By Bill Mears
CNN Washington Bureau
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WASHINGTON (CNN) -- Sandra Day O'Connor noticed a disturbing development as her last day on the Supreme Court neared. Over her final years on the bench, more people were talking about "activist judges," an issue she said that appeared to be "erupting all over the country."
"That seemed to be a mantra of some kind," she told CNN.
Members of the Supreme Court are notoriously press-shy, but O'Connor, who retired in January, and Justice Stephen Breyer, a 13-year veteran, recently spoke candidly to CNN about their concerns about judicial independence and political retribution against judges. (Watch O'Connor bemoan the rhetoric on 'activist judges' -- 2:10)
"I saw increasing indicators of unhappiness with judges," O'Connor told CNN's Jeffrey Toobin as part of the network's "Broken Government" series. "We heard all kinds of statements by members of Congress, by state legislators. We saw legislation introduced to somehow restrict or affect judges at both the state and federal levels."
O'Connor's bluntness was tempered somewhat by Breyer's thoughtfulness, not surprising given he still sits on the bench.
"The fact is, once I'm appointed, I'm not a judge for one group or another group," he said. "And when I write a dissent or when I write a majority, the people that disagree with me the most -- I'm their justice too."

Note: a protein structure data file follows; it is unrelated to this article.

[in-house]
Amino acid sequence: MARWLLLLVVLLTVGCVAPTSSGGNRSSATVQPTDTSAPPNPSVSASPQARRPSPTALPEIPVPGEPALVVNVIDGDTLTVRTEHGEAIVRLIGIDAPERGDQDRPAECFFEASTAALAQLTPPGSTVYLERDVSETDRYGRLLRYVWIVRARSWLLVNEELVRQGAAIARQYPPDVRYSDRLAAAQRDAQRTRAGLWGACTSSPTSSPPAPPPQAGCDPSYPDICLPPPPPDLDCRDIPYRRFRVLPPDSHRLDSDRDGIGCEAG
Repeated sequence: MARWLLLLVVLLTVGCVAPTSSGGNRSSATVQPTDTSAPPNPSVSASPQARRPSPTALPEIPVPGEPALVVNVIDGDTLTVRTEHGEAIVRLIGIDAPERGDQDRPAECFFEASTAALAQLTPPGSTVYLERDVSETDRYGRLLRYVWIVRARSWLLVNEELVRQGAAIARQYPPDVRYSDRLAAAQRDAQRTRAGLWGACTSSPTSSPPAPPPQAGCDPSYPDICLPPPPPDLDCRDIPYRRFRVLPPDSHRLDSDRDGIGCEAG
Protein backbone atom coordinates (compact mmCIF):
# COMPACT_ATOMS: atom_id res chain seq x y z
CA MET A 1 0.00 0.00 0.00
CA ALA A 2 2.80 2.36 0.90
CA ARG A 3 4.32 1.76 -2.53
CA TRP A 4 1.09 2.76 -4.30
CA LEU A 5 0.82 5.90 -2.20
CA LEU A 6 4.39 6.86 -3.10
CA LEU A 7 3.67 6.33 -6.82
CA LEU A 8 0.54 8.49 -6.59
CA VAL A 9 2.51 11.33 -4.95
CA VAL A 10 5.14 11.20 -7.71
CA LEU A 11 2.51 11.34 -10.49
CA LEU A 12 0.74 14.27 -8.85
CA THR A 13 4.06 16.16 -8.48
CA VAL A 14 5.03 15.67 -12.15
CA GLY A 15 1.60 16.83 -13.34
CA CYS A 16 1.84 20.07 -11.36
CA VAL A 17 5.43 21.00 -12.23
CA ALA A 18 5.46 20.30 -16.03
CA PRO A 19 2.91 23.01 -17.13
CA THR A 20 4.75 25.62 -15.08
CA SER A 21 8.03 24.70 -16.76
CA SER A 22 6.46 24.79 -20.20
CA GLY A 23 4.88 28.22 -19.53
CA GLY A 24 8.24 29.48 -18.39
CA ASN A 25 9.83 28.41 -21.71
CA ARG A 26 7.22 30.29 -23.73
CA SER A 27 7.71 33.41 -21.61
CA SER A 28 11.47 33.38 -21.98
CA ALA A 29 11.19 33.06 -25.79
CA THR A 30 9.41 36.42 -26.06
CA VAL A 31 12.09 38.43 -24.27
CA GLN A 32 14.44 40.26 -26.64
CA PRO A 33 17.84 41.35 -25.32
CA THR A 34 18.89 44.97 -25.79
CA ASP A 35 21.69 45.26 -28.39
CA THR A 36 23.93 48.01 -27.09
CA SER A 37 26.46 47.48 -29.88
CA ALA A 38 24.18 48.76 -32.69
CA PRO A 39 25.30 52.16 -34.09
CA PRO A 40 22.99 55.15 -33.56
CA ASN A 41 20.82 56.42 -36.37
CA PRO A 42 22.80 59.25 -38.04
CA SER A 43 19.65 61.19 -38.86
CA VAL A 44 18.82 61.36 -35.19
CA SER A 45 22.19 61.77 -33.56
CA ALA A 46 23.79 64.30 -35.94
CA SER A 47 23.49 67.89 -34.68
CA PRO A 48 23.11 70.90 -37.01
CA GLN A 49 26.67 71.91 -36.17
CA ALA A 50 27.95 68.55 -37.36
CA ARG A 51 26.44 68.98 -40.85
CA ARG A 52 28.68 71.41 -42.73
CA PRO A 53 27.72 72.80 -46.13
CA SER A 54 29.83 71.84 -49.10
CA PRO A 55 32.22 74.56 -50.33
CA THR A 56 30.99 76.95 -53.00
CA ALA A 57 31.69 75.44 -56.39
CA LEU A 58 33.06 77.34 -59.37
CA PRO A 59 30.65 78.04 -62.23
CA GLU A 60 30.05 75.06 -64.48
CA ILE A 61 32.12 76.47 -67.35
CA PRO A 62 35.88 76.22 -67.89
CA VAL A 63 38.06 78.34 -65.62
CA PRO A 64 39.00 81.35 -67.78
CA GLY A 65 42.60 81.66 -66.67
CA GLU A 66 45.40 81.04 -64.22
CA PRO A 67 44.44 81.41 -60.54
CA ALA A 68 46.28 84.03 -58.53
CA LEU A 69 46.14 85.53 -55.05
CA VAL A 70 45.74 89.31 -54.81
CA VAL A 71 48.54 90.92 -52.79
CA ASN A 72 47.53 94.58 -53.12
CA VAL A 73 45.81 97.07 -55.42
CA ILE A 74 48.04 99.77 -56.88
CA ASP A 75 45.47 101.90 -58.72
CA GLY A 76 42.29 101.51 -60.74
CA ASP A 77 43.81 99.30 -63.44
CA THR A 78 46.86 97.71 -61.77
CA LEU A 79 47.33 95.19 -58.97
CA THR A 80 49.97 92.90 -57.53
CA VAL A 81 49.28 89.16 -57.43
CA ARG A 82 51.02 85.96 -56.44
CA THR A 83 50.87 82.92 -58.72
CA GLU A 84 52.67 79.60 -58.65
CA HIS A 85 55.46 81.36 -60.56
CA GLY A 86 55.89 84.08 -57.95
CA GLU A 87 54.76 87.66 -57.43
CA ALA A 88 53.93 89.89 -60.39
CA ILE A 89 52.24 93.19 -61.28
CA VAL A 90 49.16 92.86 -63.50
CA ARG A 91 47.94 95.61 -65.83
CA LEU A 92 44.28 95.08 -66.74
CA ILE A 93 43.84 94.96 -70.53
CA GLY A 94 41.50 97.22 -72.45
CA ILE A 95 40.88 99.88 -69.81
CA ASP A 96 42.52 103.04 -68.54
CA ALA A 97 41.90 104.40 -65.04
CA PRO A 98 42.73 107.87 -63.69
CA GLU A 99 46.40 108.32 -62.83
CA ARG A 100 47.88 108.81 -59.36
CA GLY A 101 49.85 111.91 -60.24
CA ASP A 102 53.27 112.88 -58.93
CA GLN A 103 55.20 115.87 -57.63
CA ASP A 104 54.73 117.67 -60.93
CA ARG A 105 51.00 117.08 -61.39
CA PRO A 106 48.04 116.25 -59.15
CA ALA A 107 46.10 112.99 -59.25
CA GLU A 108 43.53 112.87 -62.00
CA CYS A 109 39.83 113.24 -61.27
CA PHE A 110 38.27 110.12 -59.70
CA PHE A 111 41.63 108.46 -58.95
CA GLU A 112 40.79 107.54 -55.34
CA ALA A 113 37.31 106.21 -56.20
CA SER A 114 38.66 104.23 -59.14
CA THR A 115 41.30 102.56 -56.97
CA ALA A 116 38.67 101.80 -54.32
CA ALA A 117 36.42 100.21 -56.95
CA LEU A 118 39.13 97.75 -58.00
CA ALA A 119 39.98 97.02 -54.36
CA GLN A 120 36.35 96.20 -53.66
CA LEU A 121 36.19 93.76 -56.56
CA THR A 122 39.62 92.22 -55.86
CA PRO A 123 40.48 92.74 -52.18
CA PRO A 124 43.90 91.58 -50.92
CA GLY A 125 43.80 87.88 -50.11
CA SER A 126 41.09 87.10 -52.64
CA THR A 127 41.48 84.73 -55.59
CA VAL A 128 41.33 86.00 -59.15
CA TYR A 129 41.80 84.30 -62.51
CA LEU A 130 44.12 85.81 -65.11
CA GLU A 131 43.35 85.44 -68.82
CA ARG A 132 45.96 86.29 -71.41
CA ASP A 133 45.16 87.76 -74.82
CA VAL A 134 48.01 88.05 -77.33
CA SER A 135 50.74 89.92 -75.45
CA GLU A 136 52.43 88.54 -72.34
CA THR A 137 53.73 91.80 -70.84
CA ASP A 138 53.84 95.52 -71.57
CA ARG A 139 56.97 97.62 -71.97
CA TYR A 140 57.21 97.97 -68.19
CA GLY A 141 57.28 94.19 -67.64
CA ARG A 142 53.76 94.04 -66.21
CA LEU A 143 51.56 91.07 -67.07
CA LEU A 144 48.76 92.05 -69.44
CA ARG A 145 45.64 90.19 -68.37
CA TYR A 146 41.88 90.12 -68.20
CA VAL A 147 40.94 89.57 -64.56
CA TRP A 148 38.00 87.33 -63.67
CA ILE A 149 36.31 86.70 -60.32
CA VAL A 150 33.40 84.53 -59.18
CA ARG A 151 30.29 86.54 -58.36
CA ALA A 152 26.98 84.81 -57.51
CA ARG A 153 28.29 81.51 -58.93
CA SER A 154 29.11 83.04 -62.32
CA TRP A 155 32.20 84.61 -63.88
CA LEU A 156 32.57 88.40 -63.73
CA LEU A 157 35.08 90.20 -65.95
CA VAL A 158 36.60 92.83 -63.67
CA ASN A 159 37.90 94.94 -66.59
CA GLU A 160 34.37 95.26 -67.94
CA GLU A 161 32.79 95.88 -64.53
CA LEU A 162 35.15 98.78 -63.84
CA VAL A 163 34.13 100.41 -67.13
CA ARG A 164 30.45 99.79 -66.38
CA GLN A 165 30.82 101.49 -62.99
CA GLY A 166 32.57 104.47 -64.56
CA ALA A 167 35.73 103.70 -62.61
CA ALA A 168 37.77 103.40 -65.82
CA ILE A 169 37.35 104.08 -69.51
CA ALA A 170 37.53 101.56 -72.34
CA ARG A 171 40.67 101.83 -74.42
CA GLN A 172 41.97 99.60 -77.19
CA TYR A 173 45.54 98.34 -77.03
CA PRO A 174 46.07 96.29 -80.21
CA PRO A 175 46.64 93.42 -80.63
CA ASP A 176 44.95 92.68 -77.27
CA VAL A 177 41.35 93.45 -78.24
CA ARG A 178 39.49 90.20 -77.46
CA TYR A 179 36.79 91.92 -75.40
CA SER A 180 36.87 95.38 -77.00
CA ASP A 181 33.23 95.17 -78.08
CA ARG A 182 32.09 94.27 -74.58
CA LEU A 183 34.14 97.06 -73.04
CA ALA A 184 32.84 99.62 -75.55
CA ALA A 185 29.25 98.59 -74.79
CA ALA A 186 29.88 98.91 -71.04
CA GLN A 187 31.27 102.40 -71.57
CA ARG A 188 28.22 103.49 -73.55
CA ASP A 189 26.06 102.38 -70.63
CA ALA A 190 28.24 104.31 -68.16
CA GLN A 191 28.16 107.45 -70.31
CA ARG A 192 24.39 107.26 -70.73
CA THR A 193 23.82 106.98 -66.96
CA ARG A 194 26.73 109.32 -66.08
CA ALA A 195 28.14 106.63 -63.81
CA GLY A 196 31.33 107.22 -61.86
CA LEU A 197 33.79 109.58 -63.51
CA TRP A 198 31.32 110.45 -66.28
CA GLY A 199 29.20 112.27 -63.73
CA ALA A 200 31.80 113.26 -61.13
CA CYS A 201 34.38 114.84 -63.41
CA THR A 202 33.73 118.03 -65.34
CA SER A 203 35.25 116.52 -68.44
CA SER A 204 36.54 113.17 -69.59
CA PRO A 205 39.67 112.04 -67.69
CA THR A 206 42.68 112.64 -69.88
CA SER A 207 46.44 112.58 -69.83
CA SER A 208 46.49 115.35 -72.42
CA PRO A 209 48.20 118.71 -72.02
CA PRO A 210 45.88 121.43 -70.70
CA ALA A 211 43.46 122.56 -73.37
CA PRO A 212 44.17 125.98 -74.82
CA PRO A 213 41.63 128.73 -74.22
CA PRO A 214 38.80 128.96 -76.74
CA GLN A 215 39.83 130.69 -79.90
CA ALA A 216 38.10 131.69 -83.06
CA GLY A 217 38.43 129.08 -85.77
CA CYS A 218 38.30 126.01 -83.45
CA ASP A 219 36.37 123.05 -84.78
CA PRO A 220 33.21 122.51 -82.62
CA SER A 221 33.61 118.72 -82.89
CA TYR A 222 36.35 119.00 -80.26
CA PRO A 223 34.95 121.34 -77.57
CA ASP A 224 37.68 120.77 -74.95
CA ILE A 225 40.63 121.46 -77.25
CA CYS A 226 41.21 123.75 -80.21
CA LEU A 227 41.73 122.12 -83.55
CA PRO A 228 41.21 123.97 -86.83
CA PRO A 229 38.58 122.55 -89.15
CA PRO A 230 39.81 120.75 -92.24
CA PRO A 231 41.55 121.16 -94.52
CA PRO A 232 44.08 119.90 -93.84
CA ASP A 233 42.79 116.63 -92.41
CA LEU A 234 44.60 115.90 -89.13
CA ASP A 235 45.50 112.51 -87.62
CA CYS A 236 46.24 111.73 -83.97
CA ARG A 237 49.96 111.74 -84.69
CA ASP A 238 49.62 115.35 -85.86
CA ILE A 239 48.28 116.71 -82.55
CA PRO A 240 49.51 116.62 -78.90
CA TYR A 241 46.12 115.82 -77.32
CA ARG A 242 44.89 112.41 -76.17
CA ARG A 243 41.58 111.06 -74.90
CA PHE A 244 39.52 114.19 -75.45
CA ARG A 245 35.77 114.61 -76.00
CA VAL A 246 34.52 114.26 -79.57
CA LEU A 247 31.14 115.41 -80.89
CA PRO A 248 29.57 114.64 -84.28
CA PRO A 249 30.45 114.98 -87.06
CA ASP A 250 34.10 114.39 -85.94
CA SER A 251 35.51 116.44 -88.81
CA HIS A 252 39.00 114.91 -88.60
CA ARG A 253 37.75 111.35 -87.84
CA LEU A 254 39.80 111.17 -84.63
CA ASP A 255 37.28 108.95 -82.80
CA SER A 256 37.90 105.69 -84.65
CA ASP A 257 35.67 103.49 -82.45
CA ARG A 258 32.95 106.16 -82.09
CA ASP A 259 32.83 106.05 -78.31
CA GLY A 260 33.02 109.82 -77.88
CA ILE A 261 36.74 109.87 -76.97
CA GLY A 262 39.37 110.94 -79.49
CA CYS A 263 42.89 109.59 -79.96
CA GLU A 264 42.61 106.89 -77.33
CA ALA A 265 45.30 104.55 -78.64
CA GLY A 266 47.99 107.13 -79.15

Some feel the judiciary needs to be free to keep the other branches of government in check.
"We're in a very perilous time when the independence of the courts is vital to making sure the president doesn't go too far, even in an act of well-meaning zeal, to keep the fabric of our Constitution together," said Kathleen Sullivan, former dean of Stanford Law School.
Controversy over 'activist judges'
In 2005, two court cases that caught the public's attention and the president's choices for new Supreme Court justices made the judiciary a political fireball, prompting an intense debate on how judges should operate.
The Terri Schiavo case turned on who, if anyone, had the legal right to allow Schiavo, who was ruled by lower courts to be in a "persistent vegetative state," to die. Despite attempts from Republicans lawmakers and President Bush to intervene by passing a law pertaining to the case, the Supreme Court ultimately refused to hear the matter and she died days after her feeding tube was removed.
Many members of Congress were livid and their criticism troubled O'Connor.
"It was asking for review of one specific case," she said. "That's so unusual. Usually laws are passed that govern a category of matters for courts to decide, not case by case. ...
"It then came to this court and that resulted in a great deal of unspoken sentiment -- unhappy with the courts for how they had dealt with it."
A second case that raised public hackles involved the right of local governments to seize private land for private development. In general, under a practice known as "eminent domain," a person's property may be condemned and the land converted for a greater "public use," like highways, schools, or revitalizing blighted areas.